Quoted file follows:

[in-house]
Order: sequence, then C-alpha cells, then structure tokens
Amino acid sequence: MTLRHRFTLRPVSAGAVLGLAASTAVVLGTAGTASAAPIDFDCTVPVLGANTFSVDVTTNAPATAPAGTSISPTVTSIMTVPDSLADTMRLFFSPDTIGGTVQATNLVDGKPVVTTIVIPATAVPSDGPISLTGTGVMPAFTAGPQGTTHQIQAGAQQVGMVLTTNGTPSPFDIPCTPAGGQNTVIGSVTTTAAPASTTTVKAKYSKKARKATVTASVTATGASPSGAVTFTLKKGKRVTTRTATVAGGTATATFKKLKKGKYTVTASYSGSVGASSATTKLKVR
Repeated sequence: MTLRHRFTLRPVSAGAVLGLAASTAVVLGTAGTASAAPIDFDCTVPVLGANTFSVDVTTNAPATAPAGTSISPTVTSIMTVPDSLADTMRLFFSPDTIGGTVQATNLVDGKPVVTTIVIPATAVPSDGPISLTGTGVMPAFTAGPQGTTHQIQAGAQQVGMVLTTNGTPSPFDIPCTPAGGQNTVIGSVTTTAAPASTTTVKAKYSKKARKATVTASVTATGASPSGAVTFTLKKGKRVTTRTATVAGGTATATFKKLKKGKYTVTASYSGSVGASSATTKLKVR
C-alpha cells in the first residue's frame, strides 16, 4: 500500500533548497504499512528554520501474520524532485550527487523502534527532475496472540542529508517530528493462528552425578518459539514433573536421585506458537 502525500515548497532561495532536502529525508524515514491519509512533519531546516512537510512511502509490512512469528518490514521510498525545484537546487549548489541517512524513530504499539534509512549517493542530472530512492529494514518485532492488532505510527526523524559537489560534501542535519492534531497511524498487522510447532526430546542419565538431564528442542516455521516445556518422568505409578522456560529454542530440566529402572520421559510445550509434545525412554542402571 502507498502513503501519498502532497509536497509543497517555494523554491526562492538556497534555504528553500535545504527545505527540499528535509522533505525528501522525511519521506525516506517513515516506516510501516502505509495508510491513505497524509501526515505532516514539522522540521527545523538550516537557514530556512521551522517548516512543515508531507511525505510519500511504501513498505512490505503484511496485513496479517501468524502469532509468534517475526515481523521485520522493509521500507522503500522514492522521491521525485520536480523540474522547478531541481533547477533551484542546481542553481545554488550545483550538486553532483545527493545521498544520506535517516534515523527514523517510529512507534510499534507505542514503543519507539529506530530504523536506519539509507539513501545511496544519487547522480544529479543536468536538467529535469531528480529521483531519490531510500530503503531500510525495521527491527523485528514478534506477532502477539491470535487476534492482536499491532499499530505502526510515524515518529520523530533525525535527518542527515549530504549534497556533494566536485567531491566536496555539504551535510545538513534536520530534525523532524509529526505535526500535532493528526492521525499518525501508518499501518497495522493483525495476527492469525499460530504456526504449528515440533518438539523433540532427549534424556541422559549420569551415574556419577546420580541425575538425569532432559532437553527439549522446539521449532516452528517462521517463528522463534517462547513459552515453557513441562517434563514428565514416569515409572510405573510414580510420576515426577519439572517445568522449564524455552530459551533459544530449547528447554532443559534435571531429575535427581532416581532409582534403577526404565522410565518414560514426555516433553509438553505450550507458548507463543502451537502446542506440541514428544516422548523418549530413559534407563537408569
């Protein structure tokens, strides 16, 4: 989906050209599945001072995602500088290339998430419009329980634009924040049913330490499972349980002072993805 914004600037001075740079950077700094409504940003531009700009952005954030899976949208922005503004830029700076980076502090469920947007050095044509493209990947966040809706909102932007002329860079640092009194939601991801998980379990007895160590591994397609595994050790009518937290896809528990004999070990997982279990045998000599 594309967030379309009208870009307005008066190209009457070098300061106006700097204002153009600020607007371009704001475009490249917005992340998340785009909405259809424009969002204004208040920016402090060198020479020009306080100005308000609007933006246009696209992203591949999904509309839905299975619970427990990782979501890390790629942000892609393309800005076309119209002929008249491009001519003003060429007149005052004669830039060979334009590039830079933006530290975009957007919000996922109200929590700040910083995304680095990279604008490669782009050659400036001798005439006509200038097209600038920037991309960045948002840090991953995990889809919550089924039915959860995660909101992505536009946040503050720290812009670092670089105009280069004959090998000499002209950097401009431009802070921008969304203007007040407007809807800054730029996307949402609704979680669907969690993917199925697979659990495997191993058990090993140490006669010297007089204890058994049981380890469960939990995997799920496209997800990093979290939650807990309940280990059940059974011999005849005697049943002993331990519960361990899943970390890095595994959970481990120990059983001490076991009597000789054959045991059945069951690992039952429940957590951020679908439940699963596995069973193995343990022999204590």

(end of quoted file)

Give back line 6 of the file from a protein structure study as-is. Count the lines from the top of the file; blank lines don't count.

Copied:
């Protein structure tokens, strides 16, 4: 989906050209599945001072995602500088290339998430419009329980634009924040049913330490499972349980002072993805 914004600037001075740079950077700094409504940003531009700009952005954030899976949208922005503004830029700076980076502090469920947007050095044509493209990947966040809706909102932007002329860079640092009194939601991801998980379990007895160590591994397609595994050790009518937290896809528990004999070990997982279990045998000599 594309967030379309009208870009307005008066190209009457070098300061106006700097204002153009600020607007371009704001475009490249917005992340998340785009909405259809424009969002204004208040920016402090060198020479020009306080100005308000609007933006246009696209992203591949999904509309839905299975619970427990990782979501890390790629942000892609393309800005076309119209002929008249491009001519003003060429007149005052004669830039060979334009590039830079933006530290975009957007919000996922109200929590700040910083995304680095990279604008490669782009050659400036001798005439006509200038097209600038920037991309960045948002840090991953995990889809919550089924039915959860995660909101992505536009946040503050720290812009670092670089105009280069004959090998000499002209950097401009431009802070921008969304203007007040407007809807800054730029996307949402609704979680669907969690993917199925697979659990495997191993058990090993140490006669010297007089204890058994049981380890469960939990995997799920496209997800990093979290939650807990309940280990059940059974011999005849005697049943002993331990519960361990899943970390890095595994959970481990120990059983001490076991009597000789054959045991059945069951690992039952429940957590951020679908439940699963596995069973193995343990022999204590």